5 Benefits of Using Copywork in Your Homeschool

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Copywork has been a long-standing method used in homeschooling for quite some time. As the word suggests, it simply means copying a selection from another text. What and how a child copies usually depends on their age, grade, and developmental ability; but overall, it’s one method worth adding to your homeschool routine. Here’s why.

Child writing on paper for copywork practice.

Top Benefits of Using Copywork

One of the top benefits of using copywork in your homeschool is the creative freedom to choose what you want your child to copy. Whether you use sentences in their favorite book to a passage in the Bible, the possibilities are endless. From the educational perspective, the benefits are even more plentiful.

Handwriting Practice

If you’ve ever wanted to help your child work on their penmanship, using copywork is one way to do it. Instead of having them focus on what they’re writing, have them pay attention to the way they are writing it.

Fine Motor Skills Practice

Especially for those new to writing, holding a pencil (or any writing utensil) can be a challenge. With copywork, they are getting the fine motor skill practice of holding the pencil all while manipulating it to create letters, words, and sentences.

Enhances Language Arts Skills

Parts that make up the content your children copy are important components in the verbal and written English language. Even without directly teaching it, copywork exposes your children to spelling, vocabulary, and other mechanics of grammar.

Helps with Memorization

Although it’s considered an old tactic, memorization plays a major role in a child’s education. Copying something by hand helps the brain process information in a more detailed way. This especially comes in handy if memorization (especially classical hymns) is part of your homeschool routine.

Increases Thought Process

Copywork challenges children to pay attention to detail, which also means their little brains are working to input and output information. In order for them to copy something correctly, they have to slow down and think about what they are doing. This especially comes in handy if you have children who rush through assignments and miss valuable information.

Child showing copywork practice by writing on paper.

How to Start Using Copywork in Your Homeschool

You don’t have to wait for a special time to start introducing copywork in your homeschool. In fact, you can start as early as when your child can hold a pencil. The younger the child, the sloppier the work may be, but the act of practicing will pay off.

Here are a few quick tips for easily adding copywork to your homeschool routine.

Start small.

As tempting as it may be to start with a full chapter in Proverbs, consider starting with just a few sentences and gradually working toward bigger passages. If reading Scripture or singing hymns is part of your homeschool routine, choose a few sentences from those to turn into copywork. Also consider using your child’s favorite story, poem, or movie to use as copywork.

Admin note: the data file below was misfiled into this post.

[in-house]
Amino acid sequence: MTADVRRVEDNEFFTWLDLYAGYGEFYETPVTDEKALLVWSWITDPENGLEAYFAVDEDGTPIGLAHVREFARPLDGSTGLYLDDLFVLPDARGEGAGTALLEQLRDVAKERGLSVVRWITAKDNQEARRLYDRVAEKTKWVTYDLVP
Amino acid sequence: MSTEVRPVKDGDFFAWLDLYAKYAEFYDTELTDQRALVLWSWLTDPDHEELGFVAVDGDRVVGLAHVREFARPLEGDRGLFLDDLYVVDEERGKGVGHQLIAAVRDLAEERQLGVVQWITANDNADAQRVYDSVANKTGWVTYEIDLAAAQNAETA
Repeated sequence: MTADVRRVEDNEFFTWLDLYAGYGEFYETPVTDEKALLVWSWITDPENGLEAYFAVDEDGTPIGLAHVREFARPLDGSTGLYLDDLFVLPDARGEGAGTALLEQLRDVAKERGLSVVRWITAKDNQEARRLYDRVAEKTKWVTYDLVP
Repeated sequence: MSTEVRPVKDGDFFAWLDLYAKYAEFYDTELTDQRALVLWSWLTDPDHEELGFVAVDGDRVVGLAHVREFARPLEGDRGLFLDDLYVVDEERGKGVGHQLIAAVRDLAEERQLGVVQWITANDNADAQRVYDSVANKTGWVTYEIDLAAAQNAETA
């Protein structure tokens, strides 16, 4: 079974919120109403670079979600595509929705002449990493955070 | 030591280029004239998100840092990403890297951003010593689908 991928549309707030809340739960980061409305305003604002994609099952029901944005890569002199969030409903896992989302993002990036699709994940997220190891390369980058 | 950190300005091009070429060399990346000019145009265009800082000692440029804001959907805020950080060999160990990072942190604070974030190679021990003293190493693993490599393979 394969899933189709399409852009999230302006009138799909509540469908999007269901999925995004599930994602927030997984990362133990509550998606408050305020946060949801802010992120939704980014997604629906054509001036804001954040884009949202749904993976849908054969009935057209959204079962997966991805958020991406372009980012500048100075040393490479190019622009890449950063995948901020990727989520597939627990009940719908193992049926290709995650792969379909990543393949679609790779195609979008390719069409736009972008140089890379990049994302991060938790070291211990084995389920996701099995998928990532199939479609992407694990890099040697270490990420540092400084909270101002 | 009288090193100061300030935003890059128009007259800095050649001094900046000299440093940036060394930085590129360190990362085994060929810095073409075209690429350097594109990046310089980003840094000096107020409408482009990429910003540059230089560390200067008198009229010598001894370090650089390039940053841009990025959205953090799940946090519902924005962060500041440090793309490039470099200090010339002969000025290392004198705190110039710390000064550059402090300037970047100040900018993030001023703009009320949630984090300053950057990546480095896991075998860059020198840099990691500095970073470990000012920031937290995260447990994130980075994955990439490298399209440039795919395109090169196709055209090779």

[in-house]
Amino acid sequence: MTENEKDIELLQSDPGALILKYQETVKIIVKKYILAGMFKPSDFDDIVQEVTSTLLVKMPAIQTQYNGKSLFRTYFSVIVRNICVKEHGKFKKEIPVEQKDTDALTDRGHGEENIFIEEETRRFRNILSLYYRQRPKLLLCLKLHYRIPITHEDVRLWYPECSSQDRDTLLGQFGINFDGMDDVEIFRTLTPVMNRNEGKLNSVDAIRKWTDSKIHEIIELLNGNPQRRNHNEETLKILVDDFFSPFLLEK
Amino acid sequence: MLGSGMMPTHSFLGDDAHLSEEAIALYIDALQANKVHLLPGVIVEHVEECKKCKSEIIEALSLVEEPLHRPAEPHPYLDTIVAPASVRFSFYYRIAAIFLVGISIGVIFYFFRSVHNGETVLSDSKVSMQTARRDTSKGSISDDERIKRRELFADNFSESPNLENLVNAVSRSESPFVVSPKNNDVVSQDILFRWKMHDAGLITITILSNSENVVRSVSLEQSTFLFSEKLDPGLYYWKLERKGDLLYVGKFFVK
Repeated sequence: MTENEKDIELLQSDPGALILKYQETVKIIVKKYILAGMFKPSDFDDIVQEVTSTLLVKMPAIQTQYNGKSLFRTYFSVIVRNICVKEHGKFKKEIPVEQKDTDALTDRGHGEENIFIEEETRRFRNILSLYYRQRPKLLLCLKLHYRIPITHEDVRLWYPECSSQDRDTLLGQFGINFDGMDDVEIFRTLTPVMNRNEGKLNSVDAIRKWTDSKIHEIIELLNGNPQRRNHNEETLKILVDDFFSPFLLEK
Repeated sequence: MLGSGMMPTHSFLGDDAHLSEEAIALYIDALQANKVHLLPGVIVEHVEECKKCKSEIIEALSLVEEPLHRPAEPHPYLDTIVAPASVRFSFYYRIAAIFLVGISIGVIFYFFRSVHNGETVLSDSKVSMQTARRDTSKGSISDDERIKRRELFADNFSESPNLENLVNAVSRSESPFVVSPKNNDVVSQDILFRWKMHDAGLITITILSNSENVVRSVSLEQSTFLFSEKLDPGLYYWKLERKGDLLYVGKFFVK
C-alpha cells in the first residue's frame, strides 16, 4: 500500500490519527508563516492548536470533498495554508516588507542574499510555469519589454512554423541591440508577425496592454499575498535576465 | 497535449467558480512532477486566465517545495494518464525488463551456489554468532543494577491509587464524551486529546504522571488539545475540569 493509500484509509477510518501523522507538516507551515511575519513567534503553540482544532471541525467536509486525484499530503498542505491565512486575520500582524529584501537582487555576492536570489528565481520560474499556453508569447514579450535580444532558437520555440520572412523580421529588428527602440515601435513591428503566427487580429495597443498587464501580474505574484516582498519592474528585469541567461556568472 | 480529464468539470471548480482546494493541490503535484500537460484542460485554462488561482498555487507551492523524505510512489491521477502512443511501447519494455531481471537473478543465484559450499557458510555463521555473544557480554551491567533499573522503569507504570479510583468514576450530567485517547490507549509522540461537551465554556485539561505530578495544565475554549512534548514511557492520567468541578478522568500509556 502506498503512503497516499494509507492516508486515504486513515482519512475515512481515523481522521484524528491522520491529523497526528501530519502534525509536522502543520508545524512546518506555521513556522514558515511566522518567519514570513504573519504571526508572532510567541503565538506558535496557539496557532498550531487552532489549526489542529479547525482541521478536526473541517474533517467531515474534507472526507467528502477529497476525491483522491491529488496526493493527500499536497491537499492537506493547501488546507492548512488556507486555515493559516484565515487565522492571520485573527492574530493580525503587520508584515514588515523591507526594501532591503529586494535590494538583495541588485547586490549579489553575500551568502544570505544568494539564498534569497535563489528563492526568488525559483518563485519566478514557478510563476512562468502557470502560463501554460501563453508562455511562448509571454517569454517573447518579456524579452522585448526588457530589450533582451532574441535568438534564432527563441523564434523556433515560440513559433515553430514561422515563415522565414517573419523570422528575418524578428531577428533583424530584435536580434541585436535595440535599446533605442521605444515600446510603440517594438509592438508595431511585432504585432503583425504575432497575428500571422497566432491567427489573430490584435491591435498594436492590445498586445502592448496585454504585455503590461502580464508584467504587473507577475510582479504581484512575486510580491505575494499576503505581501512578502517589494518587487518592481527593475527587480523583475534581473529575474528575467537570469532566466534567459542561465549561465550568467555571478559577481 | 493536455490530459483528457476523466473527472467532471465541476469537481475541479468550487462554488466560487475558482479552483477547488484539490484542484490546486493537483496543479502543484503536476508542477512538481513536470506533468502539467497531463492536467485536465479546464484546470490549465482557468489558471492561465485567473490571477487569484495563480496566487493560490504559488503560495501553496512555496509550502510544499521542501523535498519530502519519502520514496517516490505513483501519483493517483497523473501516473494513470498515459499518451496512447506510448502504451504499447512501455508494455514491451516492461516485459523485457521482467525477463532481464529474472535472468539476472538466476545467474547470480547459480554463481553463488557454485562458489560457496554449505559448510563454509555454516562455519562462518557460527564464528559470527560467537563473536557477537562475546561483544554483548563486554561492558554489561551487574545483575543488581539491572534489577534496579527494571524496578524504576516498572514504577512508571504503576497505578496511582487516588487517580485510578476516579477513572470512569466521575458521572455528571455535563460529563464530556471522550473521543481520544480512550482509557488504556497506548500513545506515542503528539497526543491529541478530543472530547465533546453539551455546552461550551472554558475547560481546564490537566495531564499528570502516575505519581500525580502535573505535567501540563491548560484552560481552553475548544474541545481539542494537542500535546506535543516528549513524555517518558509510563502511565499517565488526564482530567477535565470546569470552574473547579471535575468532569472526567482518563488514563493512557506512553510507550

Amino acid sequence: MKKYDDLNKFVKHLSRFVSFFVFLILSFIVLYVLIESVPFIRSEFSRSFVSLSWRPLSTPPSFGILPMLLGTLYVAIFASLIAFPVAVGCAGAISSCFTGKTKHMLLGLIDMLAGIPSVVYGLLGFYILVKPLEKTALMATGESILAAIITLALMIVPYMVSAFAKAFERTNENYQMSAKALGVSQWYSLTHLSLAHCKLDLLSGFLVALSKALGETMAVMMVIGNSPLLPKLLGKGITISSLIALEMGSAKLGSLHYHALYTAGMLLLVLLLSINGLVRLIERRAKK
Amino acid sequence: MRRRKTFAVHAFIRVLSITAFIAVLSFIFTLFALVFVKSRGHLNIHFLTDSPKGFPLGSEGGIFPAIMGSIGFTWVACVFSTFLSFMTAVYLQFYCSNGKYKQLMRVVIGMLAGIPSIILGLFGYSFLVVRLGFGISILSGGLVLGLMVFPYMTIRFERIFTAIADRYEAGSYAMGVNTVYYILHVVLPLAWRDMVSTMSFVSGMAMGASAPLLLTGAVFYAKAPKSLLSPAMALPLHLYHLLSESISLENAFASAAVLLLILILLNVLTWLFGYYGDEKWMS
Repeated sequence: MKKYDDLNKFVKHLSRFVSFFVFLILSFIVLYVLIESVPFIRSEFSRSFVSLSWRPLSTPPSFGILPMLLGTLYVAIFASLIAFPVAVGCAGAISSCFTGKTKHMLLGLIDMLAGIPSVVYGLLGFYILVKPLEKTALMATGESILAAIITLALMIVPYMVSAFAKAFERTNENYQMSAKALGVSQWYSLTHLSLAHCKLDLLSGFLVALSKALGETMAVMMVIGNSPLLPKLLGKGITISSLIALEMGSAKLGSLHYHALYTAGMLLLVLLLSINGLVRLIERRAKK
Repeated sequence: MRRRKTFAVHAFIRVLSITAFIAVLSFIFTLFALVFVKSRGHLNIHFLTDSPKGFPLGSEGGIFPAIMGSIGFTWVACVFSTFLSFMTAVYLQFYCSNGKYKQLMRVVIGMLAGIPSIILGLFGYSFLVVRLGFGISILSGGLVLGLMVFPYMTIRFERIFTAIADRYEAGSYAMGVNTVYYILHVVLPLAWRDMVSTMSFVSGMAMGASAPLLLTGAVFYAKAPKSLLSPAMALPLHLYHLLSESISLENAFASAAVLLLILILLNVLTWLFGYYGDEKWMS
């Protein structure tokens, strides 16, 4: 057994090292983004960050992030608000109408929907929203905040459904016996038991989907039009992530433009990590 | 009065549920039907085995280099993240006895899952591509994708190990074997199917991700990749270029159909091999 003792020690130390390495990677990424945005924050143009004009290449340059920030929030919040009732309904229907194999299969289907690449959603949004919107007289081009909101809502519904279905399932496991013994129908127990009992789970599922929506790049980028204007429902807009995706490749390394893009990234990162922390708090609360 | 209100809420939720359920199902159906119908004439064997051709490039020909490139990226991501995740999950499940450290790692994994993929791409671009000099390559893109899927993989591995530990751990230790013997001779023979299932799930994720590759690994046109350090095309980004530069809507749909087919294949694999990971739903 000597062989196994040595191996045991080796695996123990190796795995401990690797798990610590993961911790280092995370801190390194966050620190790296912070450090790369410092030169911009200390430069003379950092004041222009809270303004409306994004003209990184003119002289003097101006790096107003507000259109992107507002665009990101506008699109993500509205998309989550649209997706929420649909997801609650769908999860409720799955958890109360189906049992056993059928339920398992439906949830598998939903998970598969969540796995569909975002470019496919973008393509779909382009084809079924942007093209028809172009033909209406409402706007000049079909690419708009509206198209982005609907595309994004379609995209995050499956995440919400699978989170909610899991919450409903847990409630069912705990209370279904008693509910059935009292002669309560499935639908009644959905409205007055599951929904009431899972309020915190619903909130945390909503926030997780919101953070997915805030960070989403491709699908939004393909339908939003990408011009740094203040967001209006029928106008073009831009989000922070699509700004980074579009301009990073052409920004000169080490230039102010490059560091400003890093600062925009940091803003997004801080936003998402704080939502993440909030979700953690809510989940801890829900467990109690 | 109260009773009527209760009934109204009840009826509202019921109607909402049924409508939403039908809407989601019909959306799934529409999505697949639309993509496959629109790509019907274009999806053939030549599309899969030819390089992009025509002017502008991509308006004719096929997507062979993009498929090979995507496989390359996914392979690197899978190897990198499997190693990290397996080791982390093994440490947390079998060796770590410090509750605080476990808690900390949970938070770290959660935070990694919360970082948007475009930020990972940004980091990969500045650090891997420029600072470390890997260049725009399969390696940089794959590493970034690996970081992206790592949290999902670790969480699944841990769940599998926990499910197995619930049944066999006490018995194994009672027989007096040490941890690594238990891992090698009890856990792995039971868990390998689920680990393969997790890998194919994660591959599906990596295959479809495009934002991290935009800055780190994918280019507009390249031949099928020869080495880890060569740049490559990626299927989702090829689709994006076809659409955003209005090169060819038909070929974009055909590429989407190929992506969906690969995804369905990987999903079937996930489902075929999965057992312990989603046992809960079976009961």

Add a dedicated copywork time to your schedule.

Just like you plan for the math and geography lessons, set aside time to focus on doing copywork. This time should be spent copying a passage and followed through with correction, editing, and rewriting (if necessary). This is also laying the foundation for the process of writing a paper from rough draft to final copy.

Make it fun and rewarding.

Copywork can be used to set writing goals for your children. If there’s a certain aspect of their penmanship that needs practice, set a goal for it. If they would like to be able to write a certain amount of sentences, set a goal for it. Then, keep track of their progress and reward them once a goal is reached.

Use resources you already have on hand.

Before you jump up and buy the latest copywork curriculum, consider using books and resources you already have on hand. Books from a unit study or pieces from Christian stories make for great copywork lessons, as well as math and science facts, geography definitions, and so on. Another idea is to let your kids pick something they’d like to copy.

Final Thoughts

If you’ve never considered adding copywork to homeschool, now is the time to do it. It’s easy and beneficial and can add another unique addition to how your kids learn. Keep in mind that it doesn’t take much to get started and it can make a world of difference!

CHIME IN: Do you currently use copywork in your homeschool? Comment below and tell me what resources you use!

Child writing on paper to show benefits of using copywork in your homeschool.

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